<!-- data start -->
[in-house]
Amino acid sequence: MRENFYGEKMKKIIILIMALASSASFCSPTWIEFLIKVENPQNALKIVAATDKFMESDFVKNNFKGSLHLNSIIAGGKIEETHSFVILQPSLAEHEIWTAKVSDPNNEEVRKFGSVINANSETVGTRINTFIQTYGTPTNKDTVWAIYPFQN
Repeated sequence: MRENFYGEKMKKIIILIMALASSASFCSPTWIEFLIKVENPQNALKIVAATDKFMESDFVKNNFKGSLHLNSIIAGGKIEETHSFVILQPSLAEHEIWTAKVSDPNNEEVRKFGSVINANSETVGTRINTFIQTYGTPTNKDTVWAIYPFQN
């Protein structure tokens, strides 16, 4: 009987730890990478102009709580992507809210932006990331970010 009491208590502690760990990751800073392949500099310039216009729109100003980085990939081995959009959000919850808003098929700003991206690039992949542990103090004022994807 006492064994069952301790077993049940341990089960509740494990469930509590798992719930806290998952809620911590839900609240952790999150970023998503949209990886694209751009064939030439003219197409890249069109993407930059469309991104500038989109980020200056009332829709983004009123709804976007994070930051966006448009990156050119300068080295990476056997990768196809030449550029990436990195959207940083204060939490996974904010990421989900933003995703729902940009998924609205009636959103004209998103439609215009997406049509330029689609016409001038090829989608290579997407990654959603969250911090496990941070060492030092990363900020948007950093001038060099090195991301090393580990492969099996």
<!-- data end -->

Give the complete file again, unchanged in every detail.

[in-house]
Amino acid sequence: MRENFYGEKMKKIIILIMALASSASFCSPTWIEFLIKVENPQNALKIVAATDKFMESDFVKNNFKGSLHLNSIIAGGKIEETHSFVILQPSLAEHEIWTAKVSDPNNEEVRKFGSVINANSETVGTRINTFIQTYGTPTNKDTVWAIYPFQN
Repeated sequence: MRENFYGEKMKKIIILIMALASSASFCSPTWIEFLIKVENPQNALKIVAATDKFMESDFVKNNFKGSLHLNSIIAGGKIEETHSFVILQPSLAEHEIWTAKVSDPNNEEVRKFGSVINANSETVGTRINTFIQTYGTPTNKDTVWAIYPFQN
């Protein structure tokens, strides 16, 4: 009987730890990478102009709580992507809210932006990331970010 009491208590502690760990990751800073392949500099310039216009729109100003980085990939081995959009959000919850808003098929700003991206690039992949542990103090004022994807 006492064994069952301790077993049940341990089960509740494990469930509590798992719930806290998952809620911590839900609240952790999150970023998503949209990886694209751009064939030439003219197409890249069109993407930059469309991104500038989109980020200056009332829709983004009123709804976007994070930051966006448009990156050119300068080295990476056997990768196809030449550029990436990195959207940083204060939490996974904010990421989900933003995703729902940009998924609205009636959103004209998103439609215009997406049509330029689609016409001038090829989608290579997407990654959603969250911090496990941070060492030092990363900020948007950093001038060099090195991301090393580990492969099996």